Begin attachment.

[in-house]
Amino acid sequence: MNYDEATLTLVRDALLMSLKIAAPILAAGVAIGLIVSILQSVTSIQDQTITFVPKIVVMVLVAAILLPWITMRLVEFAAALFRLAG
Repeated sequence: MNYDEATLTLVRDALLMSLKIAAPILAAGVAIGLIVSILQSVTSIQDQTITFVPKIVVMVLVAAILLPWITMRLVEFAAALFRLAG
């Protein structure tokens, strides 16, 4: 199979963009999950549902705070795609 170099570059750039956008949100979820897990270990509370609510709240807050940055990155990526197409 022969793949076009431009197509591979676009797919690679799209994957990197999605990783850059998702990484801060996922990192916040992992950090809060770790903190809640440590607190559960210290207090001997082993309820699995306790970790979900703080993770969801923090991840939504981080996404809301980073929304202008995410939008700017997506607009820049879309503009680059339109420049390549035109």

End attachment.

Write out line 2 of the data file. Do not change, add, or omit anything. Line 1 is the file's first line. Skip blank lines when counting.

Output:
Amino acid sequence: MNYDEATLTLVRDALLMSLKIAAPILAAGVAIGLIVSILQSVTSIQDQTITFVPKIVVMVLVAAILLPWITMRLVEFAAALFRLAG